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19.02.2021 | Scientific Review Open Access

Ilioinguinal Nerve Neurectomy is better than Preservation in Lichtenstein Hernia Repair: A Systematic Literature Review and Meta-analysis

World Journal of Surgery
Roberto Cirocchi, Marco Sutera, Piergiorgio Fedeli, Gabriele Anania, Piero Covarelli, Fabio Suadoni, Carlo Boselli, Luigi Carlini, Stefano Trastulli, Vito D’Andrea, Paolo Bruzzone
Wichtige Hinweise

Supplementary Information

The online version contains supplementary material available at (https://​doi.​org/​10.​1007/​s00268-021-05968-x).

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This study aimed to evaluate the incidence of chronic groin pain (primary outcome) and alterations of sensitivity (secondary outcome) after Lichtenstein inguinal hernia repair, comparing neurectomy with ilioinguinal nerve preservation surgery.

Summary background data

The exact cause of chronic groin postoperative pain after mesh inguinal hernia repair is usually unclear. Section of the ilioinguinal nerve (neurectomy) may reduce postoperative chronic pain.


We followed PRISMA guidelines to identify randomized studies reporting comparative outcomes of neurectomy versus ilioinguinal nerve preservation surgery during Lichtenstein hernia repairs. Studies were identified by searching in PubMed, Scopus, and Web of Science from April 2020. The protocol for this systematic review and meta-analysis was submitted and accepted from PROSPERO: CRD420201610.


In this systematic review and meta-analysis, 16 RCTs were included and 1550 patients were evaluated: 756 patients underwent neurectomy (neurectomy group) vs 794 patients underwent ilioinguinal nerve preservation surgery (nerve preservation group). All included studies analyzed Lichtenstein hernia repair. The majority of the new studies and data comes from a relatively narrow geographic region; other bias of this meta-analysis is the suitability of pooling data for many of these studies.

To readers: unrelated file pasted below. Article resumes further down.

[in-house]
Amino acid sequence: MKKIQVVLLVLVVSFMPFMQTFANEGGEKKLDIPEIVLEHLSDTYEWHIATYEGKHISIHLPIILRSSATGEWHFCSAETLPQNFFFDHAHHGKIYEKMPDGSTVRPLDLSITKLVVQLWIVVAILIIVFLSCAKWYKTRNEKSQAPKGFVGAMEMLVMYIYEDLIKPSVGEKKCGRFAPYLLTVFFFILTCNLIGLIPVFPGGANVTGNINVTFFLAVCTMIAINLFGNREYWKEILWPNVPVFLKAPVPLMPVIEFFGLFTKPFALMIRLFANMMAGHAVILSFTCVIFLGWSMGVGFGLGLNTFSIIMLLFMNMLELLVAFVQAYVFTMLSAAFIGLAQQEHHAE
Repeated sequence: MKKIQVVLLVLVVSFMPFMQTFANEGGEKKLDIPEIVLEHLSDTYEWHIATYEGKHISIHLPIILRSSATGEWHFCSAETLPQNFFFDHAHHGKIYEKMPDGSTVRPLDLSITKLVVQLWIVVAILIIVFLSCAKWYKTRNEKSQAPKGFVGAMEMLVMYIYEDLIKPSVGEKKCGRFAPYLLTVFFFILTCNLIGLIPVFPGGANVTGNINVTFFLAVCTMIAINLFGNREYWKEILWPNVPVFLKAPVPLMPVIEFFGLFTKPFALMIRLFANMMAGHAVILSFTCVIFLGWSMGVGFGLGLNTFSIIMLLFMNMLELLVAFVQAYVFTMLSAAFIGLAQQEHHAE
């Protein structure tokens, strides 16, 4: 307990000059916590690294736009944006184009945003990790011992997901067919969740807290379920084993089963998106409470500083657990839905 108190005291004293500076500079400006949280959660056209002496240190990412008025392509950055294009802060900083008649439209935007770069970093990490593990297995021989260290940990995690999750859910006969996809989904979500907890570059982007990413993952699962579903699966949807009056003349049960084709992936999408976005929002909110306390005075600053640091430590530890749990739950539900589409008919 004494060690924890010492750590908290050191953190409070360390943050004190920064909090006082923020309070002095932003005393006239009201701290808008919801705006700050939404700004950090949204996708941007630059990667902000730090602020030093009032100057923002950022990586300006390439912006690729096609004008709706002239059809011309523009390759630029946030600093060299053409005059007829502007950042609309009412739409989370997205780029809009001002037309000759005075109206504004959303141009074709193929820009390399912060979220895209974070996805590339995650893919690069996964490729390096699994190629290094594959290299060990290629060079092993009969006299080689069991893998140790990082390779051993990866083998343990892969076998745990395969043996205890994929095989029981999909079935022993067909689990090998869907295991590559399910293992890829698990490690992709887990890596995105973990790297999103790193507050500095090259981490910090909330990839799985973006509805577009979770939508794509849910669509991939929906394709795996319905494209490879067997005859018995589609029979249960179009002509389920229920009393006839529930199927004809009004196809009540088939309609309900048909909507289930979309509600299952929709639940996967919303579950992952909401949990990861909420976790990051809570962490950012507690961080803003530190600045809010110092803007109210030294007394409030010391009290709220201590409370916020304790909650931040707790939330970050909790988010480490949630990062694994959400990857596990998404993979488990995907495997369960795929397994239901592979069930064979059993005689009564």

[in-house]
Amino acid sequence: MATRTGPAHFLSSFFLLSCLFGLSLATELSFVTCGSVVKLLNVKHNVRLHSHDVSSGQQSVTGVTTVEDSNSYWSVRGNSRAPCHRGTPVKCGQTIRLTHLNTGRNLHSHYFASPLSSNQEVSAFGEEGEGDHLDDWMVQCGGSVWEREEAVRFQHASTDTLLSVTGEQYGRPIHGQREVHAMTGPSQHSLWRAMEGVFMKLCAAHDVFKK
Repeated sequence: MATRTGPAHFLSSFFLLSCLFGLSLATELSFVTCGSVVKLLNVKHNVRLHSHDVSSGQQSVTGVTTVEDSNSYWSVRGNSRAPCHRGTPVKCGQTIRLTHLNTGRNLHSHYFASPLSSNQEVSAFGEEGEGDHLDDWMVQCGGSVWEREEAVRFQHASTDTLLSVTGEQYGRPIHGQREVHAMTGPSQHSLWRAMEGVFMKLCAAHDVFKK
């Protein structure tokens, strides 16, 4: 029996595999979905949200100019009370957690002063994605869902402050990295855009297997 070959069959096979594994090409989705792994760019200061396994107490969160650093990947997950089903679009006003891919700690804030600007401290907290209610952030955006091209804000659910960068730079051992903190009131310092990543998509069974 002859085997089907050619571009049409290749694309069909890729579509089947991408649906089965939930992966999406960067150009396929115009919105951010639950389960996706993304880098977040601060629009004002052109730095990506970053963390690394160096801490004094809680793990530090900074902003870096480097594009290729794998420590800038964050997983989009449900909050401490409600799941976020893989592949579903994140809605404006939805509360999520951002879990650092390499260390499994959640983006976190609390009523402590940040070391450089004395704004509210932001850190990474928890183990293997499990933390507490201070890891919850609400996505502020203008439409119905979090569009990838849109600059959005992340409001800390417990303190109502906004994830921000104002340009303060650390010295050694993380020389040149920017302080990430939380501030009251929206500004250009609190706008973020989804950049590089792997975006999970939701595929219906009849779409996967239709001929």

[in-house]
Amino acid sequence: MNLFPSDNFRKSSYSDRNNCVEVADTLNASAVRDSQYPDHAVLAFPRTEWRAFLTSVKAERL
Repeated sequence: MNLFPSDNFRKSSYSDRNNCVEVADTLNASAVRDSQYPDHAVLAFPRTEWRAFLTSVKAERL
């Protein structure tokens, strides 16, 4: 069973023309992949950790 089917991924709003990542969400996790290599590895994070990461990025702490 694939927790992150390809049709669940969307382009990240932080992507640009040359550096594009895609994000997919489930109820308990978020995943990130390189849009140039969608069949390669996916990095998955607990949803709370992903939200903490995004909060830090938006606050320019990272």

A statistically significant percentage of patients with prosthetic inguinal hernia repair had reduced groin pain at 6 months after surgery at 8.94% (38/425) in the neurectomy group versus 25.11% (113/450) in the nerve preservation group [relative risk (RR) 0.39, 95% confidence interval (CI) 0.28–0.54; Z = 5.60 (P < 0.00001)]. Neurectomy did not significantly increase the groin paresthesia 6 months after surgery at 8.5% (30/353) in the neurectomy group versus 4.5% (17/373) in the nerve preservation group [RR 1.62, 95% CI 0.94–2.80; Z = 1.74 (P = 0.08)]. At 12 months after surgery, there is no advantage of neurectomy over chronic groin pain; no significant differences were found in the 12-month postoperative groin pain rate at 9% (9/100) in the neurectomy group versus 17.85% (20/112) in the inguinal nerve preservation group [RR 0.50, 95% CI 0.24–1.05; Z = 1.83 (P = 0.07)]. One study (115 patients) reported data about paresthesia at 12 months after surgery (7.27%, 4/55 in neurectomy group vs. 5%, 3/60 in nerve preservation group) and results were not significantly different between the two groups [RR 1.45, 95% CI 0.34, 6.21;Z = 0.51 (P = 0.61)]. The subgroup analysis of the studies that identified the IIN showed a significant reduction of the 6th month evaluation of pain in both groups and confirmed the same trend in favor of neurectomy reported in the previous overall analysis: statistically significant reduction of pain 6 months after surgery at 3.79% (6/158) in the neurectomy group versus 14.6% (26/178) in the nerve preservation group [RR 0.28, 95% CI 0.13–0.63; Z = 3.10 (P = 0.002)].


Ilioinguinal nerve identification in Lichtenstein inguinal hernia repair is the fundamental step to reduce or avoid postoperative pain. Prophylactic ilioinguinal nerve neurectomy seems to offer some advantages concerning pain in the first 6th month postoperative period, although it might be possible that the small number of cases contributed to the insignificancy regarding paresthesia and hypoesthesia.
Nowadays, prudent surgeons should discuss with patients and their families the uncertain benefits and the potential risks of neurectomy before performing the hernioplasty.

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